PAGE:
How to Do the Superman Plank
For a bodyweight move that fires up your core and challenges your balance at the same time, you’ve got to meet Superman.
“Superman planks give you the benefit of a classic plank move while strengthening your posterior core muscles,” says Trevor Thieme, C.S.C.S., Openfit’s director of fitness and nutrition content. “That can help reduce muscle imbalances, lower your risk of back pain, and even improve your posture.”
How to Do a Superman Plank
- Begin in a high plank, with arms straight, wrists lined up under shoulders, legs at shoulder distance apart or slightly wider for better balance.
- Keep your back completely flat, and engage your core to keep your lower back from dipping down.
- Extend your right arm forward while lifting your left leg back. Hold for two to five seconds, then bring your arm and leg back down.
- Switch sides to extend your left arm forward and lifting your right leg up and back. Hold again, then switch.
- Be sure to keep your active arm and leg parallel to the floor. Trying to raise them higher than parallel often results in the hips dipping downward, which puts stress on the lower back.
Modifications for Superman Planks
If you’re finding it challenging to hold a Superman for more than a few seconds, there are a few strategies for building up to that longer hold:
- Try the bird dog exercise: Instead of starting the move from your toes, start on your knees and then extend your opposite arms and legs from that position. When you can build up to more than five seconds of hold on that, lift the knees while still keeping the legs bent.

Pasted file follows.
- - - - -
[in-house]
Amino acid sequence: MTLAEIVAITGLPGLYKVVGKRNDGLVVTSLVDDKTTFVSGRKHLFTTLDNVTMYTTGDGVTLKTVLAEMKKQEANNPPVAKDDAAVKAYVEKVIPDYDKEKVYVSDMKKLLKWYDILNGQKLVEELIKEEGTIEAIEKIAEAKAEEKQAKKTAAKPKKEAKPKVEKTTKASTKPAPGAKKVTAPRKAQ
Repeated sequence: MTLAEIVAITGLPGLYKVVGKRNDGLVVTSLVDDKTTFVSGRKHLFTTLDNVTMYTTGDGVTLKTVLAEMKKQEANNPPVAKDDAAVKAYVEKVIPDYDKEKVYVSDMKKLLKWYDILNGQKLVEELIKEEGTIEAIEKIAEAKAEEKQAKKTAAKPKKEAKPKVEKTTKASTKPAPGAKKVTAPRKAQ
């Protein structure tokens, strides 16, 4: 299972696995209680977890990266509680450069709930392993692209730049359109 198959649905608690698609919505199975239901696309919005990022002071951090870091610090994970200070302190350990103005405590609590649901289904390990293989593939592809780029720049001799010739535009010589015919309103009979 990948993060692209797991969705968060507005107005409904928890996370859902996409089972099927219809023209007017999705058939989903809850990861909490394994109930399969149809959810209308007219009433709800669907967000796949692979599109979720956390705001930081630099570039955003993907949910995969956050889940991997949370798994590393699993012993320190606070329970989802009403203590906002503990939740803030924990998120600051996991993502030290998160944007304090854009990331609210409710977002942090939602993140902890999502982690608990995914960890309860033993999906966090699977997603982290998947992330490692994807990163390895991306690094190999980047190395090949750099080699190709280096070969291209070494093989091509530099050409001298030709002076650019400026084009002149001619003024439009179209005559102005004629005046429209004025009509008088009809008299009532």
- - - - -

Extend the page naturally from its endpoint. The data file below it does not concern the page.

- If you’re comfortable holding a plank, modify the Superman move by lifting your arm or leg one at a time, not simultaneously.
Superman Plank Progressions
If you can hold Superman planks for more than five seconds, try these variations to kick it up a notch:
- Hold for longer while still maintaining your form
- Add a cross body crunch by bringing your floating arm to meet your floating knee.
What Muscles Do Superman Planks Work?
Because you start in a standard high plank posture, you’re already activating your core muscles — your body is working to keep you properly aligned. So, as you move through the sequence, all of your core muscles are firing:
- Transverse abdominus (the deep abs that help to stabilize the spine)
- Rectus abdominus (your six pack)
- Erector spinae (long muscles along your spine)